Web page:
Genre: New World Music
I have thought a lot about genre, about where I should place my music and after all these years, I still have no idea. My favorite description of my music is neoclassical, although I often call myself Contemporary Celtic or that nebulous singer/songwriter category. As a kid, I had strict classical teachers and mentors as well as folk, neither could seem to find merit in the other, but I see music as simply music. Genre, you always hear about genre. Classify yourself, categorize, but be interesting and unique while doing it. My music, to me, comes from the natural world. That is what inspires me, that is the imagery I place in my songs. Trees, and forests, light dappling through the canopy, The feeling of fiery leaves falling around as I walk on an autumn day, a cherry tree full to the brim with blushing blossoms, springing to life. The way ice forms in intricate patterns on my window, the sound of the wind in the trees. My lyrics come from there and that is what I want to share with my listener. Words, how they carry meaning for me; whimsy, cycles, inspiring, haunting, dreamlike, peaceful...I could go on. In the end doesn't everyone think that their music is unique? I don't want to say...my music sounds like the blood red of the dogwood against the white snow, so instead I play around with words and say contemporary Celtic. And really those Celts had a healthy respect for the natural world, so perhaps it is fitting. How about this, you make up your mind what I sound like and then let me know. If I like it, I will put in on my site! In the end, placing your music in a category or genre has its advantages and disadvantages. People get an idea of what type of music you play, and if they might like it, but it also brings up pre-conceived notions about that particular genre which may or may not be true for you. Some days I honestly have no idea where I should place my music, but in the end, you have to say something when people ask you "what kind of music do you play?"
Songs, to me are emotional landscapes; fraught with all the turmoil of life. There is a certain vulnerability to setting lyrics on a page. For a song to have emotional resonance, I believe it must, on some level, be truthful. In writing I feel I need to delve into the truths within myself, to contour the thoughts with music and then to clothe them in words. It is not enough to simply write about the masks that are worn for others, it is not enough to treat an emotion as an object to gaze upon, rather than an experience to be felt. As a lyricist, I strive for true honesty, for if it is to be real, if it is to find its mark, the words must be shaped from the secret whisperings of the heart.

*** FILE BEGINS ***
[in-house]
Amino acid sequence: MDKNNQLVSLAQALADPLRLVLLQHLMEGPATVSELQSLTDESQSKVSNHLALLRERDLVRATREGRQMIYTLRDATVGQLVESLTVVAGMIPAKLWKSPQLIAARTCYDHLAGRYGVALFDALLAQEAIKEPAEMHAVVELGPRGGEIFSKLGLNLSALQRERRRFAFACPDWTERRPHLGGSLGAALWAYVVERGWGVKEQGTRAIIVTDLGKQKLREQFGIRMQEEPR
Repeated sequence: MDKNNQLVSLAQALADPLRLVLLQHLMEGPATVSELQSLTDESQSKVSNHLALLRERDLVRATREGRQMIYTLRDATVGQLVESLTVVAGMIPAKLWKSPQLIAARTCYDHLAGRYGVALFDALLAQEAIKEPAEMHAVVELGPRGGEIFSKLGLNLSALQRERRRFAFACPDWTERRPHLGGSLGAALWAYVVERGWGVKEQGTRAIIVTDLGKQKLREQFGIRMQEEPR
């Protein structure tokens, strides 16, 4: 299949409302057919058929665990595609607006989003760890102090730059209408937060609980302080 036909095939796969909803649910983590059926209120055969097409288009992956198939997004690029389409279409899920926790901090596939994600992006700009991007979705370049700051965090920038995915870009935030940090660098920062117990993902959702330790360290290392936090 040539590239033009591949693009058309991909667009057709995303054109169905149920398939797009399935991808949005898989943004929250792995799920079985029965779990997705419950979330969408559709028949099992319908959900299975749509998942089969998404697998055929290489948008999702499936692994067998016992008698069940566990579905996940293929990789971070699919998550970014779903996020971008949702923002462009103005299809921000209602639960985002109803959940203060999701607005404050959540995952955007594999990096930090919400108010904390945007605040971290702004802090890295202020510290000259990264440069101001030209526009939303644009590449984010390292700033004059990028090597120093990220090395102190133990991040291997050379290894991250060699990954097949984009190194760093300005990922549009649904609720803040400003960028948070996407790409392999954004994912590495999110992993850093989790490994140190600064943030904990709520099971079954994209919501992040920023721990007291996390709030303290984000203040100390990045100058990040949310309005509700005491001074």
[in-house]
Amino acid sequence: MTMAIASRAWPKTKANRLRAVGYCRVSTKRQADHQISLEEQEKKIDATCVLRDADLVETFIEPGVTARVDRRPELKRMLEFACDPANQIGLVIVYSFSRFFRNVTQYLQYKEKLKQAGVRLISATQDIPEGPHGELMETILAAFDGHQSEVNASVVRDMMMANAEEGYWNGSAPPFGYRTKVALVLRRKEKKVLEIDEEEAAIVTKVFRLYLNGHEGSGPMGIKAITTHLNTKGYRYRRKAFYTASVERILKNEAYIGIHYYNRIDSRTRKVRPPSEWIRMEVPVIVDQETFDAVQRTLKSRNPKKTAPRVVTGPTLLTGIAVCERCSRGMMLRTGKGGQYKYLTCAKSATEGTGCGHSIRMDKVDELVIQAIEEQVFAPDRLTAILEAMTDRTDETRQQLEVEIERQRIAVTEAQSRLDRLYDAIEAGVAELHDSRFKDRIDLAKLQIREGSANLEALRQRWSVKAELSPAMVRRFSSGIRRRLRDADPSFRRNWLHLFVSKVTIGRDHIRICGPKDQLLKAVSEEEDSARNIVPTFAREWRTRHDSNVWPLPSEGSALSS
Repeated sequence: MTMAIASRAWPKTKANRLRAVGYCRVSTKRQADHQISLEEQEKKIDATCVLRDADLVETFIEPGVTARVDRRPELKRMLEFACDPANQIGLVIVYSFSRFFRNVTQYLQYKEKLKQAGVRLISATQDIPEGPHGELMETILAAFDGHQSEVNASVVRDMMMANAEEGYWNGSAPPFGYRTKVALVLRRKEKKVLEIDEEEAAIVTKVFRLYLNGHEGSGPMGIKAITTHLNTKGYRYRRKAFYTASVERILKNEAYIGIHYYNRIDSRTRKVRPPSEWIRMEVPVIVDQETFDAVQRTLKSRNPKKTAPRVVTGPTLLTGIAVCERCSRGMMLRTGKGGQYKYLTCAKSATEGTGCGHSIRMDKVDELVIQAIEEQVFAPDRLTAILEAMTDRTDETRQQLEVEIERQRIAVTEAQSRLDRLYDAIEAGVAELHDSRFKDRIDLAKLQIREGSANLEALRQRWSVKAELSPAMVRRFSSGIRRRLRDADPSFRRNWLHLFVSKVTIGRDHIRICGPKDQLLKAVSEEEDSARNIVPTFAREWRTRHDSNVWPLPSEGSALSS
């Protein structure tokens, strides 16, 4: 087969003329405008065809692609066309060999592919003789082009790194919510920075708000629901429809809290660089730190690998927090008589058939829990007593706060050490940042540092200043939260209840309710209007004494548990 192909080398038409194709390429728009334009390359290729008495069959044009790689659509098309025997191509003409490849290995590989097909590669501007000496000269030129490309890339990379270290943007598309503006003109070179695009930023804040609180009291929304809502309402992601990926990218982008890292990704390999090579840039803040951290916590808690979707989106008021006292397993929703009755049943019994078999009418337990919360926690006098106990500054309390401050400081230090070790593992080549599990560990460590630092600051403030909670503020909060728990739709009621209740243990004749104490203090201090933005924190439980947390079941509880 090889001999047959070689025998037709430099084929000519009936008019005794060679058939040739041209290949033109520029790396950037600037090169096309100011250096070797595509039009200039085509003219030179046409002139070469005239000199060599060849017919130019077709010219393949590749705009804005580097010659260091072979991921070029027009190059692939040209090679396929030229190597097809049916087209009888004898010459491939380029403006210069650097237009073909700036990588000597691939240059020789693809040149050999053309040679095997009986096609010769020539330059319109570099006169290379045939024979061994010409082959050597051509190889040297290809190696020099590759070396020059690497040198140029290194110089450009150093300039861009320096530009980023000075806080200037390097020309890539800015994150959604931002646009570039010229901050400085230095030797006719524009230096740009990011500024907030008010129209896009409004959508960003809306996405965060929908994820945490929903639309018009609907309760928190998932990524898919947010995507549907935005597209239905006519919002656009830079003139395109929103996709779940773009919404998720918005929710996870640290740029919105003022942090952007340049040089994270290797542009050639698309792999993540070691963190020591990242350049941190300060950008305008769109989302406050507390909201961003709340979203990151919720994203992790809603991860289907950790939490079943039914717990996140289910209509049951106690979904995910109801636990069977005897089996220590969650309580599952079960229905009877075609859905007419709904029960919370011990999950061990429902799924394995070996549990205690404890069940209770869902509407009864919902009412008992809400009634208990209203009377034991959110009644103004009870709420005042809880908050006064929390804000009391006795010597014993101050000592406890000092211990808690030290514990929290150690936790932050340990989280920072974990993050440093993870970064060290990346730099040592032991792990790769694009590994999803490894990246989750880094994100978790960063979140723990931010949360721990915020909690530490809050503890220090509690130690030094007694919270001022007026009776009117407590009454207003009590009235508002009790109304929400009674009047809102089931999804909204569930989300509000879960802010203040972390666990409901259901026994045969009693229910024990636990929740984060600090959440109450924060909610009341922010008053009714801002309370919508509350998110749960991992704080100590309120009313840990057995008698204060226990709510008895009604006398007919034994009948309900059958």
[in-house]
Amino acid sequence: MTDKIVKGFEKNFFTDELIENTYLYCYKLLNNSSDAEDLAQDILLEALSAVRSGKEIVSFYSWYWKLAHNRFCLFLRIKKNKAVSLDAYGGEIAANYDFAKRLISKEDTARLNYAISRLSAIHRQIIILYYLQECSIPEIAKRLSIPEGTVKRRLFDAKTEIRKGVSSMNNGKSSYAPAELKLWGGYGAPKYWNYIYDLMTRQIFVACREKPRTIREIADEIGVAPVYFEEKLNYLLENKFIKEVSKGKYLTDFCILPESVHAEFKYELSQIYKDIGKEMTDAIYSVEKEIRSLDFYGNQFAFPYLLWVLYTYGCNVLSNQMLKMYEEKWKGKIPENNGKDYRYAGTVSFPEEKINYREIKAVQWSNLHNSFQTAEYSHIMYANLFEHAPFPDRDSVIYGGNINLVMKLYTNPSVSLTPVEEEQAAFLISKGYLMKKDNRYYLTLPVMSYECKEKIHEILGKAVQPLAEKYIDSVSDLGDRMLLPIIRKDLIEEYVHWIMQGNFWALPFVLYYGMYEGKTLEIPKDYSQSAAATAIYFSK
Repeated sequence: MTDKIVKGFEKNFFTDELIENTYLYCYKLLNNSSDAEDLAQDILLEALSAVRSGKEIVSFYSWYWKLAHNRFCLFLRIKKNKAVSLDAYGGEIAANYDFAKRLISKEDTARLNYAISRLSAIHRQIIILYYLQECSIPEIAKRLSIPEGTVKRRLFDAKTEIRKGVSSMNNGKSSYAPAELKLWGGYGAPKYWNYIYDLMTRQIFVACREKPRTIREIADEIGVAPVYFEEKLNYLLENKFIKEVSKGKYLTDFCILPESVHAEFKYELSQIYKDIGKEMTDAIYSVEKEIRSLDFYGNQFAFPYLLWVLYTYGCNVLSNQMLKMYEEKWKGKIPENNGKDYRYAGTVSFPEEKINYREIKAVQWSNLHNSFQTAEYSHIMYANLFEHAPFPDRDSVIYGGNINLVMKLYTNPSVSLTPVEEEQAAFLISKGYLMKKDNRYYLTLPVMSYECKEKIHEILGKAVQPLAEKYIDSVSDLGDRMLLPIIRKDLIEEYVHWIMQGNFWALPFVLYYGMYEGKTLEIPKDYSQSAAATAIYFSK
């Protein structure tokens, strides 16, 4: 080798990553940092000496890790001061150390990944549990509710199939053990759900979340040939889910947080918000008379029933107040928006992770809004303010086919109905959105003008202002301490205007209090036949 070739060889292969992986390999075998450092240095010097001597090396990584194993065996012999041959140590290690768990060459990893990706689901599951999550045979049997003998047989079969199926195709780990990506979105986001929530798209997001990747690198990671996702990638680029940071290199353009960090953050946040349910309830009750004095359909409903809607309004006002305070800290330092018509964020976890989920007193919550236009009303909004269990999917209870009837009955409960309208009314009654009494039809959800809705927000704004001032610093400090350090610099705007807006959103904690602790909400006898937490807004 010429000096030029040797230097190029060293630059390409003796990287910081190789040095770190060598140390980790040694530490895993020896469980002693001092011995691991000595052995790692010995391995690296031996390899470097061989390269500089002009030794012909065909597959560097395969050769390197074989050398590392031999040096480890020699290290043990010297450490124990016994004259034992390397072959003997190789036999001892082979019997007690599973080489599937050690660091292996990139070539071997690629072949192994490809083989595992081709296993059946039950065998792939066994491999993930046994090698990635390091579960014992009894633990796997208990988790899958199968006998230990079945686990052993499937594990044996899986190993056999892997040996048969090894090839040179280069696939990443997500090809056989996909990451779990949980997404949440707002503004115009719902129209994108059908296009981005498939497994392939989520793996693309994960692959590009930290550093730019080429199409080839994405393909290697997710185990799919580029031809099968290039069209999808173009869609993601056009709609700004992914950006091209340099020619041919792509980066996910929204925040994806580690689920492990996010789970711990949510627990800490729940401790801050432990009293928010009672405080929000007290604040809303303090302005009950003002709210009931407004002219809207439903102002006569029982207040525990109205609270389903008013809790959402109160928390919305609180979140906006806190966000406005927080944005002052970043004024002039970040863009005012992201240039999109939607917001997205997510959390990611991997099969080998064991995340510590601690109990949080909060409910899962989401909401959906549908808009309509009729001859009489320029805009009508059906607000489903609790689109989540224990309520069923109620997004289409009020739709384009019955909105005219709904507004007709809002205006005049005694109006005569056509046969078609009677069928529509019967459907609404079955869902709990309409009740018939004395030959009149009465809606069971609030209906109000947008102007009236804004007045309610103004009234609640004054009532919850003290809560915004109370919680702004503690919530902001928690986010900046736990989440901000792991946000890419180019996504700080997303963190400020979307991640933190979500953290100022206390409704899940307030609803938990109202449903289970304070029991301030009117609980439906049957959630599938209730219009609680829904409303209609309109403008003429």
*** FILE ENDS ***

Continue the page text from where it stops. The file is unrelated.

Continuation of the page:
At times it feels as if I am trying to spin straw into gold, always searching for that one perfect word to sum up the subtle nuances I wish to inflect within the music. There is power in naming, in giving substance to thought, but such naming does not always come easily. I often need to dig deeply, and feel profoundly influenced by my favorite books and poetry.
What is most satisfying about the writing process, is that we all have our own unique associations for words, strings of consciousness that pass through the limited definition, expanding the word from the inside out. Thus, though I have my own intent that I press into the malleable wax of phrasing, every listener will find their own meaning, their own subtle gestalt made up of images, sound and fragrant memory. Each song is an evolving story as it passes from me, to you.
On Being a Musician
It has been quite a journey. Most people will say to you "I always knew I wanted to be a singer". Not so for me. I had many dreams growing up and ended up studying psychology in school with the idea that I would become a clinical psychologist. Not that music wasn't important in my life...it sure was! I just never thought I would end up as an aspiring musician. I have always needed music in some way though in my life. My first big purchase (after a house) was a piano, that I put in my little tiny house. That same piano now sits in my living room, and I play it almost every day. At the time I bought it, I just knew I needed to have some kind of music, I wasn't even singing at that point! When I found my voice, I let my piano sit for a few years, almost untouched, and would practice, and practice voice. Now that I feel some confidence in my voice, I feel this need to round out my musical experiences. I sing almost every day, play the piano almost every day, even if just for a few minutes, and then try to pick up my violin now and again. Oh, and I am also learning how to play harp.